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CWP Overview

The CWP presentation will provide an overview of appropriate testing for pharyngitis, the CWP HEDIS measure, signs and symptoms of pharyngitis, diagnosis and testing, and best practices.

CWP Overview


Results and Recognition Programs, Appropriate Testing for Pharyngitis.

Here are the objectives. We will review the appropriate testing for pharyngitis. The acronym for this HEDIS measure is CWP.

Discuss pharyngitis and symptoms. Review diagnosis and testing, and lastly, suggested best practices.

Appropriate testing for pharyngitis, CWP. Before we begin, let's review some important definitions. Intake period.

This is a 12 month window that begins on July 1st of the year prior to the measurement year and ends on June 30th on the measurement year.

This captures the eligible episodes of treatment.

Episode date. The date of service for any outpatient, telephone, observation, ED visit, e-visit, or virtual check-in during the intake period with a diagnosis of pharyngitis.

The CWP HEDIS measure assesses the percentage of episodes for members 3 years of age and older with a diagnosis of pharyngitis, was dispensed an antibiotic, and received a group A streptococcus test for the episode.

A higher rate represents better performance.

Compliance is met if the patient received a group A strep test during the episode period, which is a 7 day period spanning from 3 days prior to the episode, to 3 days after the episode. Compliance is determined independently for each eligible episode occurring in a measurement year.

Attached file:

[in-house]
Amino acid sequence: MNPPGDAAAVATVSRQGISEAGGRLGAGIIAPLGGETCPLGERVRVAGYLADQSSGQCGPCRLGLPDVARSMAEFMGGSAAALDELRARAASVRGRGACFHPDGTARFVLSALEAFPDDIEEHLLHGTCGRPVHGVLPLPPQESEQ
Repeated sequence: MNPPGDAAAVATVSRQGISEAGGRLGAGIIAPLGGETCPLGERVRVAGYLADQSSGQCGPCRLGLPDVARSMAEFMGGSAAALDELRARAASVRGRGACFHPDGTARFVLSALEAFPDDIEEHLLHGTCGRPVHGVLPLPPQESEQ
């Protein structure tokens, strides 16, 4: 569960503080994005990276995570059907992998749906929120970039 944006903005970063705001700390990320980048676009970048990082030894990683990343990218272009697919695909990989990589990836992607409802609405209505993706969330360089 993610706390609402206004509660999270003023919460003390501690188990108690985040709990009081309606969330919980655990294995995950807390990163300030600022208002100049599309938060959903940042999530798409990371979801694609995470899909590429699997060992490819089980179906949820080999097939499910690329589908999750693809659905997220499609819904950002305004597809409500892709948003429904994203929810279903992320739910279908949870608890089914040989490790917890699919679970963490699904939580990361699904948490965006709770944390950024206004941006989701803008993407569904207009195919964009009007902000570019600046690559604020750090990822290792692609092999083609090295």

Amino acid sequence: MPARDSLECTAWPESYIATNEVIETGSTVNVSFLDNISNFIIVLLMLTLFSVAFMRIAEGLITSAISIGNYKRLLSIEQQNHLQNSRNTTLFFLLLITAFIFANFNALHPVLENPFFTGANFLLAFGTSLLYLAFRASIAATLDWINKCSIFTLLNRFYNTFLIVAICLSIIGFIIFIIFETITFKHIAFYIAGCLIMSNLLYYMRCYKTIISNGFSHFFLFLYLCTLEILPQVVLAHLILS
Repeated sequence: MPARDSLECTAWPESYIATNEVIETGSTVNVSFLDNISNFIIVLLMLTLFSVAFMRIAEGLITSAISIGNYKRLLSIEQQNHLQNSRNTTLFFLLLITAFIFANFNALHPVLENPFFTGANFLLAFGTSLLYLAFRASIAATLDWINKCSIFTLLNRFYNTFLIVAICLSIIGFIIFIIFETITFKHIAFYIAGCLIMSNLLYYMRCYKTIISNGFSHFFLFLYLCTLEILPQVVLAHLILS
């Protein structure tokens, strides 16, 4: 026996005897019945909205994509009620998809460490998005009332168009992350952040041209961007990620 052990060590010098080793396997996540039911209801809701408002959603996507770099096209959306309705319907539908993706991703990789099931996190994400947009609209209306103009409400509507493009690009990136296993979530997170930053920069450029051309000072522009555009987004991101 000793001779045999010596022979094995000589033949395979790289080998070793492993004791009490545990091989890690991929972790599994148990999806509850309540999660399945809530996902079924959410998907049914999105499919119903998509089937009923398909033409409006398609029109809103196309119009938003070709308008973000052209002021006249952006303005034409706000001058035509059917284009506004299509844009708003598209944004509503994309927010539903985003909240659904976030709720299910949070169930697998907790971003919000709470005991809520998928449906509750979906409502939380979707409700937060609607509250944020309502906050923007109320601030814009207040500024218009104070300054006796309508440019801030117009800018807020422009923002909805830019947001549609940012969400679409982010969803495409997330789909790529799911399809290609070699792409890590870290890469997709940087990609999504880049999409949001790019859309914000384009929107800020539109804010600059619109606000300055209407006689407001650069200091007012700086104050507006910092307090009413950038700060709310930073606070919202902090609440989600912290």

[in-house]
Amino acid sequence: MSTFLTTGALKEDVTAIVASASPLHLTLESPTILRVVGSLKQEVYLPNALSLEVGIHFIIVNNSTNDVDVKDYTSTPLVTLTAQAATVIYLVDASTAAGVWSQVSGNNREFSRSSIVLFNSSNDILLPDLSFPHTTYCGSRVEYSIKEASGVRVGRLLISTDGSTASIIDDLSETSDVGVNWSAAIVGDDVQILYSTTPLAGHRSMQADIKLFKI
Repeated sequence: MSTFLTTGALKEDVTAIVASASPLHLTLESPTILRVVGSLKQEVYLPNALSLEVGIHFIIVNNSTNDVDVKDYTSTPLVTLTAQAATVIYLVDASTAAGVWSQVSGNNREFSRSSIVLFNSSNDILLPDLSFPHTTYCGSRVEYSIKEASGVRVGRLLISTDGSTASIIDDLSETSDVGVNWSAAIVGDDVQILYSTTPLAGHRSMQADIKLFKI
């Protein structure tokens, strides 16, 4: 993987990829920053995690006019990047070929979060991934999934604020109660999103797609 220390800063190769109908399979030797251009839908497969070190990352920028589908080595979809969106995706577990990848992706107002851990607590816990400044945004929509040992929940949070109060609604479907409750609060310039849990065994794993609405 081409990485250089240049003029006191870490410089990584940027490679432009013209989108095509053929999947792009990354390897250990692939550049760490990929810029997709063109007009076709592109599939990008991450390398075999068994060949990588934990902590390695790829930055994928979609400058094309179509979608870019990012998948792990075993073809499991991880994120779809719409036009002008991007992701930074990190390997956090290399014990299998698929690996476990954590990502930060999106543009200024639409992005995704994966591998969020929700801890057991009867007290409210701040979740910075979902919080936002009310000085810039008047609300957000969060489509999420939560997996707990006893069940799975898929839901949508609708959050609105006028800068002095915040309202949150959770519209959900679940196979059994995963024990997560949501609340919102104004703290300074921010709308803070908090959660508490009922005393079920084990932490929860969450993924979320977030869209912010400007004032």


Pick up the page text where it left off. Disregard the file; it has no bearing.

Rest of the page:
This measure considers all eligible episodes.

So, a patient can count more than once toward performance for a measurement year.

Members can either be seen in an outpatient setting, telephone, online assessment, observation, or ED visit. Observation or ED visits that result in inpatient stays, are not included in the measure.

As per the CDC, the use of a recommended antibiotic regimen to treat group A strep pharyngitis, shortens the duration of symptoms, reduces the likelihood of transmission to family members, classmates and other close contacts, prevents the development of complications, including acute rheumatic fever and kidney problems, that can occur if an infection remains untreated as mentioned previously.

When left untreated, the symptoms of group A strep pharyngitis are usually self-limited.

Patients, regardless of age, who have a positive Rapid Antigen Detection Test, also known as an RADT, or throat culture, need antibiotics.

Clinicians should not treat viral pharyngitis with antibiotics.

The misuse of antibiotics can cause adverse clinical outcomes, such as CDiff infections and antibiotic resistance.

Both viral and bacterial forms of pharyngitis are contagious.

A person can help prevent spreading strep throat to other people by staying home until they no longer have a fever or have been taking antibiotics for at least 24 hours.

Pharyngitis and Symptoms.

As per Johns Hopkins Medicine, pharyngitis, commonly known as sore throat, is an inflammation of the pharynx. So, in essence, pharyngitis is a symptom rather than a condition.

It is usually caused by viral and or bacterial infections, such as the common cold and flu, or infections with the streptococcus bacteria.

Pharyngitis can also occur with mononucleosis, also known as Mono, a viral infection.

As per NCQA, pharyngitis is a leading cause of outpatient care.